It takes a strong support system to navigate the logistics of being laid off following a riding accident. Erynn Ballard and Ian Roberts, who both suffered major injuries in 2013, share their stories of how they kept their businesses running.

Tough but breakable

Horse people are bred tough, which explains their propensity for riding with casts, broken fingers, and bruised ribs. It often takes a very serious injury to completely sideline a professional rider. Erynn Ballard shattered her scapula, separated her shoulder joint, and broke her collarbone when a horse she was riding in a second-year green hunter class got hung up on the back rail of an oxer.

Six days after the accident, she was booked for surgery with a trauma specialist. “Those six days felt like a lifetime,” she recalls. “I couldn’t stand up, lay down, or do anything on my own. I basically just waited.” After a three-and-a-half-hour surgery that installed two plates and 14 screws, Ballard was told to expect difficulty regaining full range of motion in her shoulder due to significant nerve damage. “My surgeon said it looked like a bomb had gone off. I stayed at home for one day after the surgery and then made my mom take me to the horse show at Palgrave. I just sat in a chair and watched horses go. I survived the first month because I got to go to the horse show every day.”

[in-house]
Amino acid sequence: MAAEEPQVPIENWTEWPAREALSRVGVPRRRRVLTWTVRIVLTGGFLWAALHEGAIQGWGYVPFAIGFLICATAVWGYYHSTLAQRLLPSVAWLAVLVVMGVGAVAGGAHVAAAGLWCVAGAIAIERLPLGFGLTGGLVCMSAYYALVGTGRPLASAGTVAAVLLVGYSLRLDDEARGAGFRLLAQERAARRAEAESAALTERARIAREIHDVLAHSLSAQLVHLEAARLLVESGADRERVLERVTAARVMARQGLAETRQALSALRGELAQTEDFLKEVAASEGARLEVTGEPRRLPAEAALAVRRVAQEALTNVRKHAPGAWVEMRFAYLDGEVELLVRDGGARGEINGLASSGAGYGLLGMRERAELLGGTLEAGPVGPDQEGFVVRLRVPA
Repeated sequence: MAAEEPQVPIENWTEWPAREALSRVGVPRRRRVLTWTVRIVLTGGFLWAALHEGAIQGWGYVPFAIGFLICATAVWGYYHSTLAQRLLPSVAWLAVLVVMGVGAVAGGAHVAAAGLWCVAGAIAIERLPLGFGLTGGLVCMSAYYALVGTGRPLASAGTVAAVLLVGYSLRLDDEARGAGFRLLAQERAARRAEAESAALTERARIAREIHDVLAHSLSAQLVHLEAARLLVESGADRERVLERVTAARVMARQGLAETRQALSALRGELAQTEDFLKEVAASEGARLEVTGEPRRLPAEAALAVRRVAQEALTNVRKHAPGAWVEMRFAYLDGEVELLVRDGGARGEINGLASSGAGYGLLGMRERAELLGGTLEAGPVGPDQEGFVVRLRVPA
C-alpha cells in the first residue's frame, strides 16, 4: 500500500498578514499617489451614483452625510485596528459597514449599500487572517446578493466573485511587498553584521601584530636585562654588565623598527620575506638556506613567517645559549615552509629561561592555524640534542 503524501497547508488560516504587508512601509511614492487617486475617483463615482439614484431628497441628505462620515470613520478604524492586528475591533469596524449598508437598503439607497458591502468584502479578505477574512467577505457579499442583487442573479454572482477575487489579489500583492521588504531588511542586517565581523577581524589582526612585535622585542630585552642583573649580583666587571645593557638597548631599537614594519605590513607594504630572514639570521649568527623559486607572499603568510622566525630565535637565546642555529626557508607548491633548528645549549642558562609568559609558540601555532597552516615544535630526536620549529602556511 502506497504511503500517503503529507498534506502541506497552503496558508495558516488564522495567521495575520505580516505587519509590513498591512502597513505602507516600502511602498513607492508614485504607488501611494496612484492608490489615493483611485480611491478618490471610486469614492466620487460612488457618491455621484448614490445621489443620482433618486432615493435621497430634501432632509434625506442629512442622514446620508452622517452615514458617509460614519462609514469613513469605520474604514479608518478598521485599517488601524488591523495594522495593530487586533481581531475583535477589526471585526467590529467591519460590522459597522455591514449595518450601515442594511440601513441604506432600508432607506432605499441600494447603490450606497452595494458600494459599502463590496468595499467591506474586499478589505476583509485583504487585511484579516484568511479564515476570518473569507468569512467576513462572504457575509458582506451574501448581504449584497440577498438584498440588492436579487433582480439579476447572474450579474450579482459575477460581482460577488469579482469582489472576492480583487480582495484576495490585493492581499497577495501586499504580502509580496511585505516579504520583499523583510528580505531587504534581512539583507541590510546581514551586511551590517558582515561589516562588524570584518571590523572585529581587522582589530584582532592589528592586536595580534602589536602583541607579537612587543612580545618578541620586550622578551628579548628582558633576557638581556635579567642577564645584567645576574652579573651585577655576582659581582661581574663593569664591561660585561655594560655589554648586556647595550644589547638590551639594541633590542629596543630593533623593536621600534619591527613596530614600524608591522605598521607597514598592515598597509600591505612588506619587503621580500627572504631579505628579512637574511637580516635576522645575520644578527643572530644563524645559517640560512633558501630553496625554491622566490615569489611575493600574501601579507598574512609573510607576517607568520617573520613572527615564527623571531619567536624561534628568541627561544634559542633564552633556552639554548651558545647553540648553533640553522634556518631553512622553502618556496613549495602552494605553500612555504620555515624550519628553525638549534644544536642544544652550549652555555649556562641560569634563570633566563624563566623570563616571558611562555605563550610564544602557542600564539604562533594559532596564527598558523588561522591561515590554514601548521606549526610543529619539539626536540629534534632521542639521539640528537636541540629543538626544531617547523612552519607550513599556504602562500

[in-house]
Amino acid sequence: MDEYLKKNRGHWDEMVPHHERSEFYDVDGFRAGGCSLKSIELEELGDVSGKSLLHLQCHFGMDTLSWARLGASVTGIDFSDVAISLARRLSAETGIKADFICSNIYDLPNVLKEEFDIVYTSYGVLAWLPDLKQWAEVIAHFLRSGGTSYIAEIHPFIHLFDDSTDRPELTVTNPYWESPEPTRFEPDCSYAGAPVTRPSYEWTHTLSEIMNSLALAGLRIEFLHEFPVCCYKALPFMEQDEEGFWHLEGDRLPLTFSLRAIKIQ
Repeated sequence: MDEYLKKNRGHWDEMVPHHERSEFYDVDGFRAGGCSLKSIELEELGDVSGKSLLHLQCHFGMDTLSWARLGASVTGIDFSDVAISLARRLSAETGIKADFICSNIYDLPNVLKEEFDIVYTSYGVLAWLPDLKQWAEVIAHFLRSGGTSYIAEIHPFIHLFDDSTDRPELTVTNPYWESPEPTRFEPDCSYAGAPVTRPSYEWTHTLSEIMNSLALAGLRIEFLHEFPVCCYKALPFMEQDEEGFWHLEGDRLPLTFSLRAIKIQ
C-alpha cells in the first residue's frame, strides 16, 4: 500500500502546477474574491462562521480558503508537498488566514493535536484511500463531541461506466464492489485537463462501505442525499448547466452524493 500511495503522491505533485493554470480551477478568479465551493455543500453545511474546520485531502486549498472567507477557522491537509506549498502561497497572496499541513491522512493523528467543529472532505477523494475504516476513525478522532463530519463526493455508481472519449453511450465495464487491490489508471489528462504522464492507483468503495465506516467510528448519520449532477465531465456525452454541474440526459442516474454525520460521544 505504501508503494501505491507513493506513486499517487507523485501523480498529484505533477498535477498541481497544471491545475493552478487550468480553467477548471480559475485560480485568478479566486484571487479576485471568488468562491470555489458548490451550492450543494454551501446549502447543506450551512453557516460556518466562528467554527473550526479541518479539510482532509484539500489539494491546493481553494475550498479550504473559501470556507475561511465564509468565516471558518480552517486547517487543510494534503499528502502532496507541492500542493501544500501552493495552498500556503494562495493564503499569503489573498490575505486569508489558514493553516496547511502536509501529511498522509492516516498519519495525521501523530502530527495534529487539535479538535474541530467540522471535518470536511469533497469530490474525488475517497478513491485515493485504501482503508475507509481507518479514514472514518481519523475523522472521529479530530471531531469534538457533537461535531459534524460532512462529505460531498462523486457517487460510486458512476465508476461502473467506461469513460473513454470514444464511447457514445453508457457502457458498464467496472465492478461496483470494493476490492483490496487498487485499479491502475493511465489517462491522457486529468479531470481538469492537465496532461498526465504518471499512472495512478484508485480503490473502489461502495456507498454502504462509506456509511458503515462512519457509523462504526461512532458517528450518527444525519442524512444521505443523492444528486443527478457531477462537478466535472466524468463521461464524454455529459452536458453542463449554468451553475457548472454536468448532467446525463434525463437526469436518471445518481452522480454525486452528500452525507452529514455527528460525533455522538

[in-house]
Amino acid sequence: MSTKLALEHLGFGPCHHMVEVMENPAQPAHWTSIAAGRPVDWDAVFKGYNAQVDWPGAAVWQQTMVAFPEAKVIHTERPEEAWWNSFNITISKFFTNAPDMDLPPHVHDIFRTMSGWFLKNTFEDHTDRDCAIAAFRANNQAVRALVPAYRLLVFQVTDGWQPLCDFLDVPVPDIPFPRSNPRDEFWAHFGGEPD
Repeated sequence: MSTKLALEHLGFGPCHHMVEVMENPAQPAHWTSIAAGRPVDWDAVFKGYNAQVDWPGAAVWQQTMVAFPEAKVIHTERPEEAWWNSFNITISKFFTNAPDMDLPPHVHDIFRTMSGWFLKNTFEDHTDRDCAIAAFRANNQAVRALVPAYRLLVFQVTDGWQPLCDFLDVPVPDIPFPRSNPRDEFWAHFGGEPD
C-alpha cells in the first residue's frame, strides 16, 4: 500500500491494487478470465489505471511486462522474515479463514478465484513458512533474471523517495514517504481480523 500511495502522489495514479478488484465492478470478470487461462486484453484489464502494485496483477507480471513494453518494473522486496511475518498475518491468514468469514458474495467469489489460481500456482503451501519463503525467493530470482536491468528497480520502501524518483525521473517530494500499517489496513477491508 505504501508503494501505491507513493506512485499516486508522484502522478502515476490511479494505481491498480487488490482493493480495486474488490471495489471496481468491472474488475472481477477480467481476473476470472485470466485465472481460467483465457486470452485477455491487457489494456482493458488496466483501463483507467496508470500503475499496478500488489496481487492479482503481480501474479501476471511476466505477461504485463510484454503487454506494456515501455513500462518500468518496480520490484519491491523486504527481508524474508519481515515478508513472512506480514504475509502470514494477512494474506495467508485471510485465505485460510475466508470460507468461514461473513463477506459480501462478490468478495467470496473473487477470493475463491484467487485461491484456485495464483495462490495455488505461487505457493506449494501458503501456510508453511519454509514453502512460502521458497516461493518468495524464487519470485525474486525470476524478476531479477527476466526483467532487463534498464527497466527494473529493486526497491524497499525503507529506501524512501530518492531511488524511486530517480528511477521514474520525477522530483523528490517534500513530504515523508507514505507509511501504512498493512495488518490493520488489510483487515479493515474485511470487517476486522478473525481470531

For Ballard, who has no recollection of ever taking time away from horses, the inactivity and uncertainty was mentally taxing. What she initially expected to be a short recovery was estimated at no less than 12 weeks at her first physio appointment. “My arm had zero mobility and it was partially paralyzed,” she recalls. “The paralysis was the scariest thing that I’ve ever had to go through; I couldn’t do anything from elbow to shoulder. The reality of the severity of the injury almost stopped my heart. When you put it into perspective, that’s my whole summer. I lost rides on horses for clients and a whole season on my own horses. I am very lucky to have had a supportive group of clients that stuck with me.”